Windrush campaigners and victims were among those who handed an open letter signed by 21,882 people to Downing Street on Friday urging the prime minister to withdraw the report.
Organisations including the Runnymede Trust, a leading anti-racism think-tank, the National Education Union (NEU) and Liberty backed the letter, claiming the report’s findings have led to “public incredulity and national indignation” for failing to address institutional racism.
The letter calls on the PM to instead implement the recommendations of the long-standing Macpherson, Lammy, Marmot and Williams reviews into racism.
The letter also has the support of leading figures, including the former chair of the government’s race disparity unit advisory group, Lord Simon Woolley.
Johnson last week tried to distance himself from the controversial commission on race and ethnic disparities report as his most senior Black adviser, Samuel Kasumu, quit the government.
The PM stressed: “I don’t say the government is going to agree with absolutely everything in it”.
But he has faced allegations of attempting to steer the review’s findings by giving control of it to his top policy adviser Munira Mirza, who has previously accused an “anti-racism lobby” of fostering a “culture of grievance”.
The government was also criticised after charity boss Tony Sewell was made chair of the review. He had previously claimed evidence of institutional racism was “flimsy”.
Windrush campaigner Patrick Vernon, who was among those handing the letter in to Downing Street on Friday, said: “We hope the prime minister seriously rejects the commission’s so-called ‘race report’ and instead makes a commitment to support existing race equality legislation and best practice in promoting the public sector equality duty.
“It is important that he acknowledges the lived experiences of minority communities and especially those experiencing the hostile environment and the ongoing impact of the Windrush scandal, where institutionalised racism is still alive and kicking in Britain today.”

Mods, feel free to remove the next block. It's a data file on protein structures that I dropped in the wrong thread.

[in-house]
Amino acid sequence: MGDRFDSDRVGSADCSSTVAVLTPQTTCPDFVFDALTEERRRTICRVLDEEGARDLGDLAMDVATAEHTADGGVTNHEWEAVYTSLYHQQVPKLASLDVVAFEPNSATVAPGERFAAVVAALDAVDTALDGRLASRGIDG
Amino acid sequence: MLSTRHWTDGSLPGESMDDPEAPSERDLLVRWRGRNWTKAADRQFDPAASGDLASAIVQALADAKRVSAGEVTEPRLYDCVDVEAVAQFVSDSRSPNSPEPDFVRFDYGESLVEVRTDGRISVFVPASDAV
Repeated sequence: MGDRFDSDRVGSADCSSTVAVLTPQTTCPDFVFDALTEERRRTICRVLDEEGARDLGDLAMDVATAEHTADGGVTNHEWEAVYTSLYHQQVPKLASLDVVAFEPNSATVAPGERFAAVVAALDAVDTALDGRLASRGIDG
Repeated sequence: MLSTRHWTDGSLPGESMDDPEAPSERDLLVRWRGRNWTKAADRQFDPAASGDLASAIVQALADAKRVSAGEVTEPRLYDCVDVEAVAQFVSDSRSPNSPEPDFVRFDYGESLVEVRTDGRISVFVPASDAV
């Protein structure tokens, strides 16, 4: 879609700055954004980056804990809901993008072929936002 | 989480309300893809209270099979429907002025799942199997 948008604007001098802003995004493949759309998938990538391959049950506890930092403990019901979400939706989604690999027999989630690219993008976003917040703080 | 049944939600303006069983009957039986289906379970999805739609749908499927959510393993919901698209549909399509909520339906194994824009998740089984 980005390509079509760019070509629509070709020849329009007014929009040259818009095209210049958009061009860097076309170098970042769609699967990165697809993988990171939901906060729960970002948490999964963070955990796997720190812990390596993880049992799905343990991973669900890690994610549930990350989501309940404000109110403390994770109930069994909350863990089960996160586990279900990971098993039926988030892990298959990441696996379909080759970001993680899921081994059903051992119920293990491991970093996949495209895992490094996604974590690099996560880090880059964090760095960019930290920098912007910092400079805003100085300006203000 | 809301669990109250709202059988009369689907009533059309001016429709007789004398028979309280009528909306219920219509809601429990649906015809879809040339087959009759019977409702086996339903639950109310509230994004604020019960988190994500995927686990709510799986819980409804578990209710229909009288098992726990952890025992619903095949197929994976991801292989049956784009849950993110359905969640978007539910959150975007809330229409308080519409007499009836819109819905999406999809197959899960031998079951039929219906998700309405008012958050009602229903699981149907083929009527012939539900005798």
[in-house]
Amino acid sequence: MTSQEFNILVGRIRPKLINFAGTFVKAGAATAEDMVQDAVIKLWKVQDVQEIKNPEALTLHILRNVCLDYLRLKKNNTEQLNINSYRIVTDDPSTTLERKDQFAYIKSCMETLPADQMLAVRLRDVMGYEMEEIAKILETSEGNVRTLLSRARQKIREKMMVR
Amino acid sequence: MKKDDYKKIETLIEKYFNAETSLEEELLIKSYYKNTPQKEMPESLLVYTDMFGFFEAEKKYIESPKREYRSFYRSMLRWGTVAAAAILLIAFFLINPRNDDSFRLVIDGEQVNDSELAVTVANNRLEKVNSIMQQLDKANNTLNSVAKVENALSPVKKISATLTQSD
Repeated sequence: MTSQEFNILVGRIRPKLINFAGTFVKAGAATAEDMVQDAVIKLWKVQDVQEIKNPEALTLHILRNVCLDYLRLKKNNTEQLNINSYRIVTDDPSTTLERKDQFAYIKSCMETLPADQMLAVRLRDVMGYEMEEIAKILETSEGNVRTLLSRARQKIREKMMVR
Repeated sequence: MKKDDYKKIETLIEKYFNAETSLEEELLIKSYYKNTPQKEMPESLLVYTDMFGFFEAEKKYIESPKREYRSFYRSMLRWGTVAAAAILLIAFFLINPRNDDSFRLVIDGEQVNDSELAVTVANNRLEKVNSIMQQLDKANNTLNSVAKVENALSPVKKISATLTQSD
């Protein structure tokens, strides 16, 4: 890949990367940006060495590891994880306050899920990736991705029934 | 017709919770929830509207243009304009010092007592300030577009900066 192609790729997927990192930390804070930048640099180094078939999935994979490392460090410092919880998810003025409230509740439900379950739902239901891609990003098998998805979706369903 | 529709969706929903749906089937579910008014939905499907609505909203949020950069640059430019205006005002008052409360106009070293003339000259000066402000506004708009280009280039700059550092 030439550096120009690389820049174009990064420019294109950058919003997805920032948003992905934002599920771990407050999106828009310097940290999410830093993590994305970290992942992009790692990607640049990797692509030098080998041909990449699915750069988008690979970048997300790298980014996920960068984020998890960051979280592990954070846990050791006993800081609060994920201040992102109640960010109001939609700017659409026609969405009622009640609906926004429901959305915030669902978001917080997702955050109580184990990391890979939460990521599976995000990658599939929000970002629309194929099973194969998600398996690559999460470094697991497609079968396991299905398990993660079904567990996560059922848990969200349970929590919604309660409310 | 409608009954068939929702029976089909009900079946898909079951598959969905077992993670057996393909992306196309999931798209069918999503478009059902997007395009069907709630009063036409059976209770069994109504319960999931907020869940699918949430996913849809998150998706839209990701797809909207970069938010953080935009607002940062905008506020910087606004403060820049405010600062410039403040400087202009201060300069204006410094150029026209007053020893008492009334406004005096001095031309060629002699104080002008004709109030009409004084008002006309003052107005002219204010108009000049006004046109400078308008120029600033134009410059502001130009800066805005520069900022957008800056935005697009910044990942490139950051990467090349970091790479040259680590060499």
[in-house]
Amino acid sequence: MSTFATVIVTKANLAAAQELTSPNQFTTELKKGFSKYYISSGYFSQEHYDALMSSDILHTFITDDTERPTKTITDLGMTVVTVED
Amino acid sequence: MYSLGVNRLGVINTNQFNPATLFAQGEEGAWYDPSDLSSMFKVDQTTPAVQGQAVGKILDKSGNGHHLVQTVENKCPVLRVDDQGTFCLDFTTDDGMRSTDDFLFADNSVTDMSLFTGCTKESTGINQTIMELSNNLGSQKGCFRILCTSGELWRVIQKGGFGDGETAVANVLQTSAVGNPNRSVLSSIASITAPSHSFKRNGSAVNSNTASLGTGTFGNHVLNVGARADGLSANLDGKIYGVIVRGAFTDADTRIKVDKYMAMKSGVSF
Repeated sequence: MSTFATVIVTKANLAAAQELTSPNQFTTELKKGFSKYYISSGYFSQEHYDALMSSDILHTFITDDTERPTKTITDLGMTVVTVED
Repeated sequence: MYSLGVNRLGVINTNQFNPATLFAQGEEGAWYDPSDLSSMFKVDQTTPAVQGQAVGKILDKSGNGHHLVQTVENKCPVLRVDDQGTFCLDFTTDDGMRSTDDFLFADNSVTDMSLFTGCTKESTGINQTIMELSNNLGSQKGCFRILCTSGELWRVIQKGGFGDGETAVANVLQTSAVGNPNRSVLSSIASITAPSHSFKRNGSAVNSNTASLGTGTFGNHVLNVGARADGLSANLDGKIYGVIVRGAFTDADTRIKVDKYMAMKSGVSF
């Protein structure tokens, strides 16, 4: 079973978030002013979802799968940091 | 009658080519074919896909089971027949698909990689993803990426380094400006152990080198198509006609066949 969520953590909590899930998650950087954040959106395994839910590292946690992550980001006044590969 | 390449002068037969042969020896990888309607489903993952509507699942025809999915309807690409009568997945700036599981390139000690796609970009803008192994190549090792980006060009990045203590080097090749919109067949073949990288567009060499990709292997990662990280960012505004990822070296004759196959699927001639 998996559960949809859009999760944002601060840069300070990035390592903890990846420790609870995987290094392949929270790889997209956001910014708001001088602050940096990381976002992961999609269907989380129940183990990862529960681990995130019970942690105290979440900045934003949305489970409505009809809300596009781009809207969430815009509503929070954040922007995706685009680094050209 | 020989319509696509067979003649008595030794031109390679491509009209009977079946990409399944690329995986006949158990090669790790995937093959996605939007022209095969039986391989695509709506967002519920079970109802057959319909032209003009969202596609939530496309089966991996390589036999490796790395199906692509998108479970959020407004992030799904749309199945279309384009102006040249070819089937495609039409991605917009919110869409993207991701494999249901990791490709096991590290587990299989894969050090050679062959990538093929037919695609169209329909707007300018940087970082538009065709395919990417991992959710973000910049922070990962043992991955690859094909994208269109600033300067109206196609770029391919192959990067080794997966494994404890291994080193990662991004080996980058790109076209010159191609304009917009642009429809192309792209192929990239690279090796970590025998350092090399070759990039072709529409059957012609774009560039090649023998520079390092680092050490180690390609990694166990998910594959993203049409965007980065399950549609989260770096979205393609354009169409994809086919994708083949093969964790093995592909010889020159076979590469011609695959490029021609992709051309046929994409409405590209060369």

Kevin Courtney, joint general secretary of the NEU said: “As we approach the anniversary of Stephen Lawrence’s murder, we are disappointed that so much public money has been spent on this worse than useless report.
“It lurches back to the days before the Macpherson inquiry when a culture of denial of institutional racism was prevalent.
“The progress made since then is now in danger of being squandered and to paraphrase Stephen’s mother, Doreen Lawrence, it may give the green light to racism.
“The NEU rejects this report and calls on the government to reject it too.”
Halima Begum, CEO of the Runnymede Trust said: “We want to work with the government to ensure that the mood across the country on anti-racism is reflected and acted upon.
“In this instance, we are unable to accept the findings of the report.
“The current national outrage supports our reservations and challenges with the report.
“However, we hope that the PM will see this as an opportunity to make a decision on his anti-racism stance, which he clearly stated after the onset of Black Lives Matter last summer.
“It is not individual acts of racism (as bad as they are) that hurts the collective prospects of BME communities in this country.
“It is institutional racism that produces the disproportionate outcomes in our communities. We hope that the prime minister will work with us to tackle this.”